M3 Camp aims to stimulate interest in computer science among underserved

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Felicia Monroe checks one last box on the computer screen before she turns around and asks the question: “Are you ready to see this?”

She pushes the space bar and her movie begins playing. There is an Old West backdrop, with what looks like a bank as the primary building. In front are skeletons, ghouls and ghosts. The sounds of Michael Jackson’s “Thriller” then begin to pierce through the speakers, and Monroe’s collection of ghastly characters begins to dance.

Monroe has written and programmed the video herself. Each move on the screen — from the fog rolling through to the movement of every arm and leg — she choreographed herself through the JAVA-based computer programming software.

“I like to work with computers, but I’ve never really had an opportunity to work with things like this,” says Monroe, a rising eighth grader at Phillips Academy. “It’s fun to be able to make this on my own. I like that I can make it do what I want it to do.”

Monroe is one of more than 60 sixth- and seventh-grade students from Phillips Academy and Washington Elementary who recently spent up to two weeks taking part in the M3 Camp, a National Science Foundation-funded project administered by UAB’s Community Outreach and Development Program (CORD). The camp affords students from underserved communities the opportunity to learn high-level computing to better prepare them for future educational and employment opportunities.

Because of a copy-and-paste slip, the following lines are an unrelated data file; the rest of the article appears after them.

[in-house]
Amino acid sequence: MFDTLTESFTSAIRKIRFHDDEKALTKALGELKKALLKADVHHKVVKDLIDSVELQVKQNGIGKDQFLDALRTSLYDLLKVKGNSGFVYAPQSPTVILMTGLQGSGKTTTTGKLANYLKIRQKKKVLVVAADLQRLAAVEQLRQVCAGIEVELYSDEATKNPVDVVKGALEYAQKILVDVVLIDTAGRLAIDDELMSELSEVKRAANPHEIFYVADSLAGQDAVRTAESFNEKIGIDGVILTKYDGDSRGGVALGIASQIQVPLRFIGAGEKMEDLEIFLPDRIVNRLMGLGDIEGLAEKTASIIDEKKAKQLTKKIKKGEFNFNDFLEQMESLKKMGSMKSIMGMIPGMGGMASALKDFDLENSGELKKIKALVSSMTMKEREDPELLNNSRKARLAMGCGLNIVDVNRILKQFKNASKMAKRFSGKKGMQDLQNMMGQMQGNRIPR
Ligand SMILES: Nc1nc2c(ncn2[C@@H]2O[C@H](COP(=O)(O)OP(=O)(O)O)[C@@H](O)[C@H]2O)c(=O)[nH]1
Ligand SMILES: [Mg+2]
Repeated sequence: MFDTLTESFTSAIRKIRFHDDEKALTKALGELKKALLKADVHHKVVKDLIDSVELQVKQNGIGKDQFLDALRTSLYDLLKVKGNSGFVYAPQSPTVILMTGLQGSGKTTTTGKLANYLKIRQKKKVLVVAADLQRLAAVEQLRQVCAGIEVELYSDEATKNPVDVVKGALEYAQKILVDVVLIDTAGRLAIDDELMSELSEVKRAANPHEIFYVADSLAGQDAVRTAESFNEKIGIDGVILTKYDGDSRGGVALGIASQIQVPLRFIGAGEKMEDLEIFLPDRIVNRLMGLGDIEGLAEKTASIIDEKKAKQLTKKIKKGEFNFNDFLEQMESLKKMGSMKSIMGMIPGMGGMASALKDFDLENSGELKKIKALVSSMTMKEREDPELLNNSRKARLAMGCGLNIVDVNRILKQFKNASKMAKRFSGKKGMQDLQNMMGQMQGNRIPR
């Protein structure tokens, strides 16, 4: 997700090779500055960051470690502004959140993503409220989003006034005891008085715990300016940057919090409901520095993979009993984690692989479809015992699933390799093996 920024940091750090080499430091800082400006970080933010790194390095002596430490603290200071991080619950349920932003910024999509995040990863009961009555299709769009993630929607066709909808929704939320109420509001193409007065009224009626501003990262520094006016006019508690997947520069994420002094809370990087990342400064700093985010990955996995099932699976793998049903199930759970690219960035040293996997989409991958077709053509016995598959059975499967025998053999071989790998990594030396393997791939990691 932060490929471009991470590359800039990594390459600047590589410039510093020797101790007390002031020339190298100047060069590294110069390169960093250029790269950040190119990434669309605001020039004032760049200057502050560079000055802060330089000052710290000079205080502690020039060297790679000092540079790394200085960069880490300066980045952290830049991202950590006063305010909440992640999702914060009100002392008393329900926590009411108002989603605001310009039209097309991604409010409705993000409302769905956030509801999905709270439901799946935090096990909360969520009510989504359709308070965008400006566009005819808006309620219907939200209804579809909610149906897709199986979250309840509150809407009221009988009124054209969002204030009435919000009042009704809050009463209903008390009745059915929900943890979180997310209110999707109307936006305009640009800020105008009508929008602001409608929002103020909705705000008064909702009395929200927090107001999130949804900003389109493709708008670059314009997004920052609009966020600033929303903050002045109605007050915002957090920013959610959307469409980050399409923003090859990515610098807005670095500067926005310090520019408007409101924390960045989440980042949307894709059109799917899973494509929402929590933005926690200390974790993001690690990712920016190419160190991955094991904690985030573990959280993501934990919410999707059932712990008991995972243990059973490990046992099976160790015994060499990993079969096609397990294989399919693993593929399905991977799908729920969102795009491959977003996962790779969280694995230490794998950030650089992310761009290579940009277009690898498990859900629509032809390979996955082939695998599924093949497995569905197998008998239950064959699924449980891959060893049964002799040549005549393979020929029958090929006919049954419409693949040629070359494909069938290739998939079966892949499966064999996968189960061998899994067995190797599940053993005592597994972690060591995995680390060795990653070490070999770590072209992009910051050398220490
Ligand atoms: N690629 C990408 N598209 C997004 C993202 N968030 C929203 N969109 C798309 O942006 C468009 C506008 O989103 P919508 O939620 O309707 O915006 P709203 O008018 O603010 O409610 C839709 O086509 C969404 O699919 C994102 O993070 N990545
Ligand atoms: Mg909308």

M3 — which stands for Multiple Mentoring Model — is a partnership between UAB and the Birmingham City schools. The camp follows a tiered mentoring program model. UAB students learn the basics of computer science and technology education in two fall courses — Introduction to Computing through Alice and Computer Science Education Delivery. In these courses, students from the UAB School of Education and Department of Computer and Information Science students work collaboratively to understand the best methods for delivering computer science education in middle and high schools.

UAB students then go out to area high schools in the spring and teach what they learned. The educational opportunity offered by this program is part of the regular curriculum of the high school and an alternative to the standard required course that focuses on computer applications like Microsoft Office. The high school students become adept at computational thinking via lesson plans using topics from CS Unplugged, Scratch and Alice. This becomes an entrée to courses in Java and Robotics that are offered in collaboration with UAB.

At the conclusion of the course, several high school students are selected to serve with the UAB students as teachers and mentors to the middle school students for the M3 Camp.